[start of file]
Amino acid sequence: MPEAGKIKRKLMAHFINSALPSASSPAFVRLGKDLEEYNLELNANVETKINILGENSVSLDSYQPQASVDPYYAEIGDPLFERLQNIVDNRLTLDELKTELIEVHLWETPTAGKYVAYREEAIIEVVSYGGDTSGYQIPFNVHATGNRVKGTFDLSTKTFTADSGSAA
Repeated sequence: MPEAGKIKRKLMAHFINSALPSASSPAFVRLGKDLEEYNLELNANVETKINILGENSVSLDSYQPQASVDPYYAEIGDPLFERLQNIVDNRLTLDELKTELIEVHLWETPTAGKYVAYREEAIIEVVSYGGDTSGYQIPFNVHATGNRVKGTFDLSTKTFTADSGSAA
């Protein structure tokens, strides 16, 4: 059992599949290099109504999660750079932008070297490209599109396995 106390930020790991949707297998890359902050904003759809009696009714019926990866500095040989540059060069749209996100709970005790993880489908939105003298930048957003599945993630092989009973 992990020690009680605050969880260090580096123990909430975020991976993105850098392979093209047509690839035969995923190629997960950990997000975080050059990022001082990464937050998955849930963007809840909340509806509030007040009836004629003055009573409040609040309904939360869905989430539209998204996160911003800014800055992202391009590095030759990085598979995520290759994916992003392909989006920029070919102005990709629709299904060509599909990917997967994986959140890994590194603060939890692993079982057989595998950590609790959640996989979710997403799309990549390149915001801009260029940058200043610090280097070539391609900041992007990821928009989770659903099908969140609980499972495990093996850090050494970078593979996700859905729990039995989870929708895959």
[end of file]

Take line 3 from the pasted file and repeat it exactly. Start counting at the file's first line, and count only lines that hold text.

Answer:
């Protein structure tokens, strides 16, 4: 059992599949290099109504999660750079932008070297490209599109396995 106390930020790991949707297998890359902050904003759809009696009714019926990866500095040989540059060069749209996100709970005790993880489908939105003298930048957003599945993630092989009973 992990020690009680605050969880260090580096123990909430975020991976993105850098392979093209047509690839035969995923190629997960950990997000975080050059990022001082990464937050998955849930963007809840909340509806509030007040009836004629003055009573409040609040309904939360869905989430539209998204996160911003800014800055992202391009590095030759990085598979995520290759994916992003392909989006920029070919102005990709629709299904060509599909990917997967994986959140890994590194603060939890692993079982057989595998950590609790959640996989979710997403799309990549390149915001801009260029940058200043610090280097070539391609900041992007990821928009989770659903099908969140609980499972495990093996850090050494970078593979996700859905729990039995989870929708895959």